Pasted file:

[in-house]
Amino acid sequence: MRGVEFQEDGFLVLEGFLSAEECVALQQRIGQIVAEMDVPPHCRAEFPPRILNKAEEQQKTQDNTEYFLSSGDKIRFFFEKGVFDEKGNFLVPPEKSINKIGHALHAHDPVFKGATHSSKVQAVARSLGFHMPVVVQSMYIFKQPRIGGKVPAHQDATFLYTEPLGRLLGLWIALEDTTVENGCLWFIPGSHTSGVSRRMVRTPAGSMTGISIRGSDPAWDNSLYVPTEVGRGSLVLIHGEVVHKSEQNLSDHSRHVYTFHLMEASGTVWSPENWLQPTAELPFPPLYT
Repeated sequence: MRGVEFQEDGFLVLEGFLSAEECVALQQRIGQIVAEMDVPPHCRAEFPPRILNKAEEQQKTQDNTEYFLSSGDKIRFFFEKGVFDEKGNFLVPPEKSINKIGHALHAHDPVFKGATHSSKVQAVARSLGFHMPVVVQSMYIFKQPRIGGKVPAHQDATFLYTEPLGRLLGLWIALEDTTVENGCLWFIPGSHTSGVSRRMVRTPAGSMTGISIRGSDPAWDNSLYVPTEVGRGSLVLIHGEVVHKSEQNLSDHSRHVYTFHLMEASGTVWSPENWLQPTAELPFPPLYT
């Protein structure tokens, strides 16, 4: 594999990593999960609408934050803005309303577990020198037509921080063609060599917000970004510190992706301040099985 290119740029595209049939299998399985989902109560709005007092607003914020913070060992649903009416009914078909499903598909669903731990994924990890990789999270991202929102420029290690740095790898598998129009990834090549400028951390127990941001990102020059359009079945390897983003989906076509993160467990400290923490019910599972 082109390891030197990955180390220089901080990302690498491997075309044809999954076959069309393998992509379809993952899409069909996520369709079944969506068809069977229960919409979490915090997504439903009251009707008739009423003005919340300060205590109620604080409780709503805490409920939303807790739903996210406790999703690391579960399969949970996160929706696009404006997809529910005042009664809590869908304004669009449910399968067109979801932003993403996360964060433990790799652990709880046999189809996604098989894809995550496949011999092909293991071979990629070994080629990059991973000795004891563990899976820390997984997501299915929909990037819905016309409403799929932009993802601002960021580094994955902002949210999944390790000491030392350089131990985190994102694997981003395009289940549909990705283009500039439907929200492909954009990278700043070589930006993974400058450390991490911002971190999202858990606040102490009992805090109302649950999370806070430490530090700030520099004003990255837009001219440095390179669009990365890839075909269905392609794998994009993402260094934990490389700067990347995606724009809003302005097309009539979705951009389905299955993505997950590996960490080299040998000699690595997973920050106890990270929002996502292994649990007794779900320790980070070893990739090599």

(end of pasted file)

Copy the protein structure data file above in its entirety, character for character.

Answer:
[in-house]
Amino acid sequence: MRGVEFQEDGFLVLEGFLSAEECVALQQRIGQIVAEMDVPPHCRAEFPPRILNKAEEQQKTQDNTEYFLSSGDKIRFFFEKGVFDEKGNFLVPPEKSINKIGHALHAHDPVFKGATHSSKVQAVARSLGFHMPVVVQSMYIFKQPRIGGKVPAHQDATFLYTEPLGRLLGLWIALEDTTVENGCLWFIPGSHTSGVSRRMVRTPAGSMTGISIRGSDPAWDNSLYVPTEVGRGSLVLIHGEVVHKSEQNLSDHSRHVYTFHLMEASGTVWSPENWLQPTAELPFPPLYT
Repeated sequence: MRGVEFQEDGFLVLEGFLSAEECVALQQRIGQIVAEMDVPPHCRAEFPPRILNKAEEQQKTQDNTEYFLSSGDKIRFFFEKGVFDEKGNFLVPPEKSINKIGHALHAHDPVFKGATHSSKVQAVARSLGFHMPVVVQSMYIFKQPRIGGKVPAHQDATFLYTEPLGRLLGLWIALEDTTVENGCLWFIPGSHTSGVSRRMVRTPAGSMTGISIRGSDPAWDNSLYVPTEVGRGSLVLIHGEVVHKSEQNLSDHSRHVYTFHLMEASGTVWSPENWLQPTAELPFPPLYT
């Protein structure tokens, strides 16, 4: 594999990593999960609408934050803005309303577990020198037509921080063609060599917000970004510190992706301040099985 290119740029595209049939299998399985989902109560709005007092607003914020913070060992649903009416009914078909499903598909669903731990994924990890990789999270991202929102420029290690740095790898598998129009990834090549400028951390127990941001990102020059359009079945390897983003989906076509993160467990400290923490019910599972 082109390891030197990955180390220089901080990302690498491997075309044809999954076959069309393998992509379809993952899409069909996520369709079944969506068809069977229960919409979490915090997504439903009251009707008739009423003005919340300060205590109620604080409780709503805490409920939303807790739903996210406790999703690391579960399969949970996160929706696009404006997809529910005042009664809590869908304004669009449910399968067109979801932003993403996360964060433990790799652990709880046999189809996604098989894809995550496949011999092909293991071979990629070994080629990059991973000795004891563990899976820390997984997501299915929909990037819905016309409403799929932009993802601002960021580094994955902002949210999944390790000491030392350089131990985190994102694997981003395009289940549909990705283009500039439907929200492909954009990278700043070589930006993974400058450390991490911002971190999202858990606040102490009992805090109302649950999370806070430490530090700030520099004003990255837009001219440095390179669009990365890839075909269905392609794998994009993402260094934990490389700067990347995606724009809003302005097309009539979705951009389905299955993505997950590996960490080299040998000699690595997973920050106890990270929002996502292994649990007794779900320790980070070893990739090599």